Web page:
Happy album release day to songwriter-poet Danielle Howle! Her 16th album, Current, is out today on KRS Nashville! Danielle Howle is a free spirit on a mission: “I want to be your friend, but also blow your mind,” she says – and on her latest album, the South Carolina songbird accomplishes both with tenderness, charm, and effortless ease.
A lifelong artist and natural storyteller, Howle has lived a million lives in one, releasing well over a dozen studio albums in a twenty-five-year career that has traversed genres, styles, and cultures, encompassing everything from country-swamp-blues and jazz to folk, southern rock, indie, and Americana – all while endlessly exploring the depths of the human condition. She’s opened for legends like Bob Dylan and Bonnie Raitt, and was a close friend of the late singer/songwriter Elliott Smith, but Howle doesn’t focus on, nor does she live in the past: Her head and her heart are in the present, as is made abundantly clear throughout her highly anticipated sixteenth studio album, Current.
Current is a particularly intimate, up-close-and-personal record that puts Howle and her raw humanity front and center. “I wanted to be folk as fuck, man,” she laughs. “Staying very earthy and folky. I’ve done lots of different styles of music, which caused battles between people that wanted to help promote me. For me it was more about the people and what kind of music we would make together. In my early years we were a family, and we would make what the family wanted to make. In my later life, I’ve found the people I’ve wanted to do it with.”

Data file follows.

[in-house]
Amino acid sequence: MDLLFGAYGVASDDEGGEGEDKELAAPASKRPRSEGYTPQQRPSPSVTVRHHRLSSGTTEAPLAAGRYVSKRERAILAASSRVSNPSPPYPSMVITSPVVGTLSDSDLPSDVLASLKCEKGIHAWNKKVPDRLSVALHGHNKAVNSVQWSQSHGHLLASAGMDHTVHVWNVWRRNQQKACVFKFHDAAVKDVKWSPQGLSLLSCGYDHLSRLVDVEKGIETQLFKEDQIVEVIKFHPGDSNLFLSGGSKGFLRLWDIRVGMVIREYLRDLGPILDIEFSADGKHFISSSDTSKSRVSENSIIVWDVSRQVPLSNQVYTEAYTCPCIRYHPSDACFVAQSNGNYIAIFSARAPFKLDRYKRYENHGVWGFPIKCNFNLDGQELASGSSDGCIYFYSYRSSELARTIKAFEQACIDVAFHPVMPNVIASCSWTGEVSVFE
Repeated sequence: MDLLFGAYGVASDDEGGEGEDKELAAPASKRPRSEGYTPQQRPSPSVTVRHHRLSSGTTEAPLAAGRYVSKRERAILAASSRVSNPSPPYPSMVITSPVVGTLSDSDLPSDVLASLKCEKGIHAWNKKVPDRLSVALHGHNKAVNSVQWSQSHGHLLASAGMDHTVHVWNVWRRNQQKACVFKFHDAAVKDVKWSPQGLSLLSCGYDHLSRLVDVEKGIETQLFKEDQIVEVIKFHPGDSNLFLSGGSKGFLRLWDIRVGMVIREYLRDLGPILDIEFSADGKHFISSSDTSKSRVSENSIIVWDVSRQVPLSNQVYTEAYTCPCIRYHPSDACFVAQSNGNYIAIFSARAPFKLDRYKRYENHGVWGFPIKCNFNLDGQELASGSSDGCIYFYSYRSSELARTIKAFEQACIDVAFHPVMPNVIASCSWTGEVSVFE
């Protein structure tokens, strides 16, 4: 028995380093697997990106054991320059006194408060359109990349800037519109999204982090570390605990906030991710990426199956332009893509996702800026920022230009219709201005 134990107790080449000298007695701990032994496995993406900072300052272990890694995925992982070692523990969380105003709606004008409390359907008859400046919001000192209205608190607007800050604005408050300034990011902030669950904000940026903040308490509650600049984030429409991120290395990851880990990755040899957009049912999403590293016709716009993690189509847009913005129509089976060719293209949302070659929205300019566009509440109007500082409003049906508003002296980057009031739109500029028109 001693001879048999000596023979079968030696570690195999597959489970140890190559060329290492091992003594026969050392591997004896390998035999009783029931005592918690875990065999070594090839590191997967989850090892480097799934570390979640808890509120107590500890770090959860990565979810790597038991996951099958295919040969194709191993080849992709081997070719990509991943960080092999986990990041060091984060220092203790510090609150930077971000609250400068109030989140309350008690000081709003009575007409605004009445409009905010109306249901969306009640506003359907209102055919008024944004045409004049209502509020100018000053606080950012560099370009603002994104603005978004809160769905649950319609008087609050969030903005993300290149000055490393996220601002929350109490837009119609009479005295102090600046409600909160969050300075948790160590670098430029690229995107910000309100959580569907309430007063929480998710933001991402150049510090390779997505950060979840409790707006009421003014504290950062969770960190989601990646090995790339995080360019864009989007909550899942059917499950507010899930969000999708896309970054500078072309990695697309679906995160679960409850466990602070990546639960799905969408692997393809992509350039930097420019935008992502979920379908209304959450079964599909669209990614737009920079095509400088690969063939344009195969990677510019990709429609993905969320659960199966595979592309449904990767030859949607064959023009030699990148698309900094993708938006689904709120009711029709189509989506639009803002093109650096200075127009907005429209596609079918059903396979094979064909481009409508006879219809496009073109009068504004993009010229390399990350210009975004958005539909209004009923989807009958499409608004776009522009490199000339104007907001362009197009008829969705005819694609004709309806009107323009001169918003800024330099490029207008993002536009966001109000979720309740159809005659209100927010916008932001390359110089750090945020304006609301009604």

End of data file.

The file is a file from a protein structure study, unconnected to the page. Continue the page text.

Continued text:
Howle cites Currents and her 1999 release Catalog as two albums existing at the epicenter of her own vision, rather than that a collective. “It’s also the vision of producer Jeff Leonard, Jr.,” she adds. “He wanted to record an album with me that showed the sonic essence of me and showed my voice.” Working with Leonard, Howle brought on musicians like guitarist Josh Roberts, who adds his own flare to the album as well.
That vision is one of urgency and connection. “I’m just listening to what my spirit and what the earth wants me to write right now,” Howle admits. “I feel like my songs are reminders that we’re not alone, and we’re part of something greater than ourselves, and there’s a responsibility there. That’s where I feel things, but I don’t want to say that out loud; I just want to live it through my observations and what I write about.”
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